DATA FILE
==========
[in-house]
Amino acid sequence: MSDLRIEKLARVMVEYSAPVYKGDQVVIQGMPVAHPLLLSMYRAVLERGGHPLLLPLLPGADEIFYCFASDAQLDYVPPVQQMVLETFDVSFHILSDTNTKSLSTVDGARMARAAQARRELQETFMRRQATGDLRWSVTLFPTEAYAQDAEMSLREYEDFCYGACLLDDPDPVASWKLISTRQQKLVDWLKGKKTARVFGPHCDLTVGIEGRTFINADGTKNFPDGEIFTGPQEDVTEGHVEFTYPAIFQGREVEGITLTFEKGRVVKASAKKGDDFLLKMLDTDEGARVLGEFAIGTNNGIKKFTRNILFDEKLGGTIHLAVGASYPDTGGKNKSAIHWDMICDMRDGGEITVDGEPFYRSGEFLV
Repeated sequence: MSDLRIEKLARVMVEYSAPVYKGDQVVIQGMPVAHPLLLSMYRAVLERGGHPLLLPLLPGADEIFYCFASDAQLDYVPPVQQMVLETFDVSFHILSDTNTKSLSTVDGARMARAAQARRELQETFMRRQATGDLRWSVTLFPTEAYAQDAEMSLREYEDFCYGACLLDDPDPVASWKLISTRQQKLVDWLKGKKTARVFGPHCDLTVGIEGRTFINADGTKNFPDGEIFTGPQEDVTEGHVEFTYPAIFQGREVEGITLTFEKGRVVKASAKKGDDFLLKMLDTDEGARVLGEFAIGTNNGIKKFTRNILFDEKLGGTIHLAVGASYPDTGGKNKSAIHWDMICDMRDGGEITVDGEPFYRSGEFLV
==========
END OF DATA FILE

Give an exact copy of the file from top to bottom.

[in-house]
Amino acid sequence: MSDLRIEKLARVMVEYSAPVYKGDQVVIQGMPVAHPLLLSMYRAVLERGGHPLLLPLLPGADEIFYCFASDAQLDYVPPVQQMVLETFDVSFHILSDTNTKSLSTVDGARMARAAQARRELQETFMRRQATGDLRWSVTLFPTEAYAQDAEMSLREYEDFCYGACLLDDPDPVASWKLISTRQQKLVDWLKGKKTARVFGPHCDLTVGIEGRTFINADGTKNFPDGEIFTGPQEDVTEGHVEFTYPAIFQGREVEGITLTFEKGRVVKASAKKGDDFLLKMLDTDEGARVLGEFAIGTNNGIKKFTRNILFDEKLGGTIHLAVGASYPDTGGKNKSAIHWDMICDMRDGGEITVDGEPFYRSGEFLV
Repeated sequence: MSDLRIEKLARVMVEYSAPVYKGDQVVIQGMPVAHPLLLSMYRAVLERGGHPLLLPLLPGADEIFYCFASDAQLDYVPPVQQMVLETFDVSFHILSDTNTKSLSTVDGARMARAAQARRELQETFMRRQATGDLRWSVTLFPTEAYAQDAEMSLREYEDFCYGACLLDDPDPVASWKLISTRQQKLVDWLKGKKTARVFGPHCDLTVGIEGRTFINADGTKNFPDGEIFTGPQEDVTEGHVEFTYPAIFQGREVEGITLTFEKGRVVKASAKKGDDFLLKMLDTDEGARVLGEFAIGTNNGIKKFTRNILFDEKLGGTIHLAVGASYPDTGGKNKSAIHWDMICDMRDGGEITVDGEPFYRSGEFLV